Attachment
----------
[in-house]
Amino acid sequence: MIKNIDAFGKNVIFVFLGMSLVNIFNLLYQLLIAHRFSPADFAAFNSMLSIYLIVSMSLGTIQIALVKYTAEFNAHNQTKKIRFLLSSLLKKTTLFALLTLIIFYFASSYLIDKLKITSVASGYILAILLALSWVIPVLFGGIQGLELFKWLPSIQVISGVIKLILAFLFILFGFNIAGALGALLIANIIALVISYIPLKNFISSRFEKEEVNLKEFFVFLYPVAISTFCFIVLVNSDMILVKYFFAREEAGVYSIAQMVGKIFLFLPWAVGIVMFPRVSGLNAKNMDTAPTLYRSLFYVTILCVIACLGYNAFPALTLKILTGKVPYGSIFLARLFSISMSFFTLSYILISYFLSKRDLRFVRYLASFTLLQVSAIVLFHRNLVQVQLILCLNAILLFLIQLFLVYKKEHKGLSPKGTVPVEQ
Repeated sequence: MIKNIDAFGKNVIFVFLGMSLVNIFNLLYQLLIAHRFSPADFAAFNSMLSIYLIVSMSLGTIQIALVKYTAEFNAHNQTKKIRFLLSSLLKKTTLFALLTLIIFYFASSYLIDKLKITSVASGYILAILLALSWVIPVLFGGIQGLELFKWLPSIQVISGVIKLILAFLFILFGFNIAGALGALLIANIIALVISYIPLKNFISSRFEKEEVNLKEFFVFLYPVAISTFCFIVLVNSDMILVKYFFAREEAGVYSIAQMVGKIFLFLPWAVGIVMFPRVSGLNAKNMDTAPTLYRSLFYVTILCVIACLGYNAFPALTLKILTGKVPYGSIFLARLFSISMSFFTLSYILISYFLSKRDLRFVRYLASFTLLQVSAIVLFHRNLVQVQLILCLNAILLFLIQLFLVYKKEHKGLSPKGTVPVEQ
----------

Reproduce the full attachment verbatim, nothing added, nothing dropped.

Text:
[in-house]
Amino acid sequence: MIKNIDAFGKNVIFVFLGMSLVNIFNLLYQLLIAHRFSPADFAAFNSMLSIYLIVSMSLGTIQIALVKYTAEFNAHNQTKKIRFLLSSLLKKTTLFALLTLIIFYFASSYLIDKLKITSVASGYILAILLALSWVIPVLFGGIQGLELFKWLPSIQVISGVIKLILAFLFILFGFNIAGALGALLIANIIALVISYIPLKNFISSRFEKEEVNLKEFFVFLYPVAISTFCFIVLVNSDMILVKYFFAREEAGVYSIAQMVGKIFLFLPWAVGIVMFPRVSGLNAKNMDTAPTLYRSLFYVTILCVIACLGYNAFPALTLKILTGKVPYGSIFLARLFSISMSFFTLSYILISYFLSKRDLRFVRYLASFTLLQVSAIVLFHRNLVQVQLILCLNAILLFLIQLFLVYKKEHKGLSPKGTVPVEQ
Repeated sequence: MIKNIDAFGKNVIFVFLGMSLVNIFNLLYQLLIAHRFSPADFAAFNSMLSIYLIVSMSLGTIQIALVKYTAEFNAHNQTKKIRFLLSSLLKKTTLFALLTLIIFYFASSYLIDKLKITSVASGYILAILLALSWVIPVLFGGIQGLELFKWLPSIQVISGVIKLILAFLFILFGFNIAGALGALLIANIIALVISYIPLKNFISSRFEKEEVNLKEFFVFLYPVAISTFCFIVLVNSDMILVKYFFAREEAGVYSIAQMVGKIFLFLPWAVGIVMFPRVSGLNAKNMDTAPTLYRSLFYVTILCVIACLGYNAFPALTLKILTGKVPYGSIFLARLFSISMSFFTLSYILISYFLSKRDLRFVRYLASFTLLQVSAIVLFHRNLVQVQLILCLNAILLFLIQLFLVYKKEHKGLSPKGTVPVEQ